Monday, June 29, 2009

Here and Now

At one point, Chris Stamey talked about the joy of marriage and how it’s provided inspiration for his recent songwriting. “This one is dedicated to my wife,” he said before playing “To Be Loved”. Far be it from me to begrudge anyone’s happiness, but I liked it way better when he was broken-hearted and bitter.

Overly sentimental songs make me uncomfortable, especially when I know who it was written for. I’m cool if I just have to imagine some faceless thing that inspired the words or—in the case of everything that falls out of Nick Lowe’s mouth—I just assume he’s singing to me.

I have friends who can’t watch The Office because the awkwardness is too unsettling. That’s how I feel about sincere love songs. Overt displays of emotion always leave me embarrassed, like I’ve just overheard a conversation that wasn’t meant for me.

I rolled that idea around my brain during “Early in the Morning”—the song [Peter] Holsapple dedicated to the woman wearing his last name—and decided that maybe the problem is less about the words and more about me. Since my own personal life is littered with more wreckage than the infield at a NASCAR race, maybe I just can’t appreciate an album about domestic bliss, about English muffins and marmalade and the same person’s head denting the pillow beside you until forever.

Or maybe I’m just a bitch.

I saw Peter Holsapple and Chris Stamey--formerly one half of jangle pop masters The dB's--on Saturday night at Cat's Cradle. I also wrote an insanely detailed review of the show, which you can read here.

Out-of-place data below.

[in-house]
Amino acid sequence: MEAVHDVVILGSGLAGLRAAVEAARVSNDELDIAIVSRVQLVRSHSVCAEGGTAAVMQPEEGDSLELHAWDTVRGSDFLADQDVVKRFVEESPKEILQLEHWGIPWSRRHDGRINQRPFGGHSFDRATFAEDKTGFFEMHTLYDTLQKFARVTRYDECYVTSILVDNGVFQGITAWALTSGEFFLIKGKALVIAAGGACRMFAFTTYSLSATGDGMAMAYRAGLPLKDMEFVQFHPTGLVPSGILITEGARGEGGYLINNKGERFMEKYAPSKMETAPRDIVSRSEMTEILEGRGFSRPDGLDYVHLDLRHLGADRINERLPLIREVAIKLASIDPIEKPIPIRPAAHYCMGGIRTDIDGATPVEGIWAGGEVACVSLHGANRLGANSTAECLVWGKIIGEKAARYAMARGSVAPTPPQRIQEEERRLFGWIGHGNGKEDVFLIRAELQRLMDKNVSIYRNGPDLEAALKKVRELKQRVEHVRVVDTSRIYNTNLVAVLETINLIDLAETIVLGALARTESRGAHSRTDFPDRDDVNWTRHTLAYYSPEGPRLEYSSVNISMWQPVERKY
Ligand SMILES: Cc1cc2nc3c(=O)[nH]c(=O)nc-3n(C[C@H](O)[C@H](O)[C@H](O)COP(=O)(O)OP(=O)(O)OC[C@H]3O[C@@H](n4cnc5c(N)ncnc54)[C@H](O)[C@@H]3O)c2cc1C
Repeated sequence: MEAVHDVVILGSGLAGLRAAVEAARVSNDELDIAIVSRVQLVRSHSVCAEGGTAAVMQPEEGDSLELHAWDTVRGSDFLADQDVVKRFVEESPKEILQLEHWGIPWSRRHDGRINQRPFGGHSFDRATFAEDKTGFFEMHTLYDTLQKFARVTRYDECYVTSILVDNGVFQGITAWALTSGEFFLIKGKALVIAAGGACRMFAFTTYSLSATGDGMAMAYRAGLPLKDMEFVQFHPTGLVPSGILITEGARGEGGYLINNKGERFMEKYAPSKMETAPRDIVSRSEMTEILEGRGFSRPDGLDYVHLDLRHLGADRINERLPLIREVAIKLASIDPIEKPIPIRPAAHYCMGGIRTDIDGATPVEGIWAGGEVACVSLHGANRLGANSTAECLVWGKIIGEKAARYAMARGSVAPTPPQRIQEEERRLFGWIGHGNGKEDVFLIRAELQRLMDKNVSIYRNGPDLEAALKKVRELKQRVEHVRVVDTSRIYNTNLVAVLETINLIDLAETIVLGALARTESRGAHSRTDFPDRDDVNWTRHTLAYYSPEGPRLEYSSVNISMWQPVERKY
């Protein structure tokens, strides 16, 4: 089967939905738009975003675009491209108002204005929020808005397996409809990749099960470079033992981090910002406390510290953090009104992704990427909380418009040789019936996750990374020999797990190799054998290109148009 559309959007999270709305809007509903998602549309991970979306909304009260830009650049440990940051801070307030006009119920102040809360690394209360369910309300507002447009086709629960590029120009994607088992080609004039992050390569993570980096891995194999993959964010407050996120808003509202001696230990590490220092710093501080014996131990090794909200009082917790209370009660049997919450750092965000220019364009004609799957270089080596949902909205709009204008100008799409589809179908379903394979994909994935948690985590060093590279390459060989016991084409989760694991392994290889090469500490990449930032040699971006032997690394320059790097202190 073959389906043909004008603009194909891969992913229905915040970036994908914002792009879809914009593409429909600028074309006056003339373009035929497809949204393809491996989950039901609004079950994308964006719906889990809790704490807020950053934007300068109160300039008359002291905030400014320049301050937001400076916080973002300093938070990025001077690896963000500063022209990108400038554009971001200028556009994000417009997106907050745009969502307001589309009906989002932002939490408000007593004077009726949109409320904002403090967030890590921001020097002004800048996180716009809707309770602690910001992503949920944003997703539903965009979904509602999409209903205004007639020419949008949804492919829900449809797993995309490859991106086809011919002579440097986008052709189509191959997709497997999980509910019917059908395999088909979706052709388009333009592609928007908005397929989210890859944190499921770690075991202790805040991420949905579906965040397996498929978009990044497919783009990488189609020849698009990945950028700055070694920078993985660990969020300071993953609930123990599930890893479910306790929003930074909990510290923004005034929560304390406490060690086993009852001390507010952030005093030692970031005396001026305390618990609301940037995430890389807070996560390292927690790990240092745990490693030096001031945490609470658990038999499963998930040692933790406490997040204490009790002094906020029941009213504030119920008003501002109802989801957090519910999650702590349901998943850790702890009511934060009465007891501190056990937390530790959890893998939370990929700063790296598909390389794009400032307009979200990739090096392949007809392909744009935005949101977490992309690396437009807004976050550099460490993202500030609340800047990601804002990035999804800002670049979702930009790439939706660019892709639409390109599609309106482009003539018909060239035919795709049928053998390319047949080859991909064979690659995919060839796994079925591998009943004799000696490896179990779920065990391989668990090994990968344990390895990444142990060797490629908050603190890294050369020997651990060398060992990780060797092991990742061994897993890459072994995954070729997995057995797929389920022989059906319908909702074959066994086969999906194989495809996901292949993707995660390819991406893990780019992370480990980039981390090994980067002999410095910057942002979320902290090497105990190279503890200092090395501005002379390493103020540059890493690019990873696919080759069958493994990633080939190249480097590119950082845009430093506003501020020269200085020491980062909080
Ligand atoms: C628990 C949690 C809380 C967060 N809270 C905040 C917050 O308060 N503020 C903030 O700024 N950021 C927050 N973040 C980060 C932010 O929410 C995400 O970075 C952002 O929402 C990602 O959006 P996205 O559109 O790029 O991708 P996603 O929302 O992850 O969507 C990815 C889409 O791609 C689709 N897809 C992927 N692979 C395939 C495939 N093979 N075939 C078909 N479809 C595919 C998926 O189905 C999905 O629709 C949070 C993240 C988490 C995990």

Tomorrow I'll be spending a total of nine hours in the car and, in between breakfast and dinner breaks at the nearest Exxon stations, I'll be riding roller coasters all day at Busch Gardens. Because that's what an unemployed, overdrawn thirty year old does. Also, I really want a funnel cake.

Friday, June 26, 2009

Meet and Greet

On Tuesday night, my friend L. and I joined approximately five hundred of our closest friends at Barnes & Noble for an in-store appearance by David Sedaris. He was delightful, self-effacing and brilliant--as expected--as he read some unpublished essays and diary entries and a lengthy New Yorker piece that he'd selected because it began at the very Costco just down the street from the bookstore.

I've been a swooning fan of his since several summers ago when I picked up Me Talk Pretty One Day on a whim, probably from one of those 'Buy 2 Get 1 Free' tables at Borders that always send me home with thirty pounds of paperbacks. As soon as I finished it, I snapped up everything else he'd written and still eagerly await Amazon's automated emails that announce the release date of his next cryptically-titled essay collection.

David Sedaris has always put things in perspective for me. I don't mean that as a reflection on his work or in that off-putting preachy way like, say, the apron-wearing woman at Whole Foods who judges me because I don't buy organic bananas, her thoughts almost audible as she imagines a variety of orifices where I can shove my conventional (read: cheaper) variety. He's not like your co-worker who took a mission trip to Honduras purely in the hopes of making out with that earnest guy who wears a fringed vest but comes back wide-eyed and full of reasons why we all need to stop living in houses with walls.